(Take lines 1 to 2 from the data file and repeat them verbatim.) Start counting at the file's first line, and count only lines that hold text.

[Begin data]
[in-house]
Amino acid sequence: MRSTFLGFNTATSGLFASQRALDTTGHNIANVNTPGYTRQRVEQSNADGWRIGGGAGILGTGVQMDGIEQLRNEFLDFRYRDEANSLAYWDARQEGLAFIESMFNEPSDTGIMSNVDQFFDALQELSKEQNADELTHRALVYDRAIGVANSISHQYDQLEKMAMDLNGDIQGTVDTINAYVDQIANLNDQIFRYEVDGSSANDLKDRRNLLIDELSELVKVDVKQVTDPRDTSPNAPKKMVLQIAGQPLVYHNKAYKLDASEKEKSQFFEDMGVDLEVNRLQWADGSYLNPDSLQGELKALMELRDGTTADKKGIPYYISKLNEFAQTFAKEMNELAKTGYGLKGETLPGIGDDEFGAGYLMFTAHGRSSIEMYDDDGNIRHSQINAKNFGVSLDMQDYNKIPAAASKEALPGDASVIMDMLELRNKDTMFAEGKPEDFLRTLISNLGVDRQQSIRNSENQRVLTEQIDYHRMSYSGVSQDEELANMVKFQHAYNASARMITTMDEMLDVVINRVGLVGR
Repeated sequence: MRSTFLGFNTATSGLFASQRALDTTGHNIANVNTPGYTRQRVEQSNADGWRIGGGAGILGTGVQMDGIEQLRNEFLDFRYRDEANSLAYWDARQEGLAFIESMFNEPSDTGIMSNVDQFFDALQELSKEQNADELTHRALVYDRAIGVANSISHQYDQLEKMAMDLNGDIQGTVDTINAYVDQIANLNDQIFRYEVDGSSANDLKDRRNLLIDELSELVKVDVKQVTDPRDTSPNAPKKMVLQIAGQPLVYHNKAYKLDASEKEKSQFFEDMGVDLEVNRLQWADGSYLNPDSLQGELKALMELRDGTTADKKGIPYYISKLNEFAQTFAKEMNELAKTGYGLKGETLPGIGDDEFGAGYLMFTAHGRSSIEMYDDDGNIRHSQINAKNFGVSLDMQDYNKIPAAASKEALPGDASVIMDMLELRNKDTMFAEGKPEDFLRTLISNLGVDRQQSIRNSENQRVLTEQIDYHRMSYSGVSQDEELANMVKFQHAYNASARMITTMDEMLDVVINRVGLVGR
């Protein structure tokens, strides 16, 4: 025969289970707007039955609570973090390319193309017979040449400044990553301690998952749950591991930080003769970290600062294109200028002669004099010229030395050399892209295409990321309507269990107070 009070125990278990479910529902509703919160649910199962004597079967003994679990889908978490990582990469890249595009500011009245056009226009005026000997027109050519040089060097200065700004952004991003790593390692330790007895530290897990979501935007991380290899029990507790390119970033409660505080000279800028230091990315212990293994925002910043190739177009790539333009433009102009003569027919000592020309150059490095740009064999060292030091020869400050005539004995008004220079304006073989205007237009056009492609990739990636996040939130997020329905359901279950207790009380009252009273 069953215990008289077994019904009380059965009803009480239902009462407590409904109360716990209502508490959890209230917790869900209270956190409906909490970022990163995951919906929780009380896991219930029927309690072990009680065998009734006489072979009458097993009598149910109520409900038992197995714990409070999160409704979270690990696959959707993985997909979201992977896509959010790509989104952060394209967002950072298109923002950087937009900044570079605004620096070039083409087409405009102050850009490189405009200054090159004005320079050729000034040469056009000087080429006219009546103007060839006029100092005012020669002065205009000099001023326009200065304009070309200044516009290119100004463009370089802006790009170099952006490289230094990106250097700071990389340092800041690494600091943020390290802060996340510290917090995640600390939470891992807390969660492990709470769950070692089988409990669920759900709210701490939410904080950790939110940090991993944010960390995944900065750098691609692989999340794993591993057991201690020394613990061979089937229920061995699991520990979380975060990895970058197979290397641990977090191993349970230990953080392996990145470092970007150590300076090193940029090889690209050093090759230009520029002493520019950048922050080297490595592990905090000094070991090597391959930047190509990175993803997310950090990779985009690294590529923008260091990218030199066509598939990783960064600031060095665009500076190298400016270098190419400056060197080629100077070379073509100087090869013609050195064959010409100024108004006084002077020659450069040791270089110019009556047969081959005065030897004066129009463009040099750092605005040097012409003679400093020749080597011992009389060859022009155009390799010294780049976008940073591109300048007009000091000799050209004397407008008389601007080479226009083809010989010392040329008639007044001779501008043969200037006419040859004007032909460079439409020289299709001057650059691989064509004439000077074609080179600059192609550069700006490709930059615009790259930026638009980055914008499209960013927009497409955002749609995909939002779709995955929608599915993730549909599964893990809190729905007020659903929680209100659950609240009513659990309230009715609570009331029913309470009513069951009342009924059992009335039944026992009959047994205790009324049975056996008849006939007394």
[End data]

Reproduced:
[in-house]
Amino acid sequence: MRSTFLGFNTATSGLFASQRALDTTGHNIANVNTPGYTRQRVEQSNADGWRIGGGAGILGTGVQMDGIEQLRNEFLDFRYRDEANSLAYWDARQEGLAFIESMFNEPSDTGIMSNVDQFFDALQELSKEQNADELTHRALVYDRAIGVANSISHQYDQLEKMAMDLNGDIQGTVDTINAYVDQIANLNDQIFRYEVDGSSANDLKDRRNLLIDELSELVKVDVKQVTDPRDTSPNAPKKMVLQIAGQPLVYHNKAYKLDASEKEKSQFFEDMGVDLEVNRLQWADGSYLNPDSLQGELKALMELRDGTTADKKGIPYYISKLNEFAQTFAKEMNELAKTGYGLKGETLPGIGDDEFGAGYLMFTAHGRSSIEMYDDDGNIRHSQINAKNFGVSLDMQDYNKIPAAASKEALPGDASVIMDMLELRNKDTMFAEGKPEDFLRTLISNLGVDRQQSIRNSENQRVLTEQIDYHRMSYSGVSQDEELANMVKFQHAYNASARMITTMDEMLDVVINRVGLVGR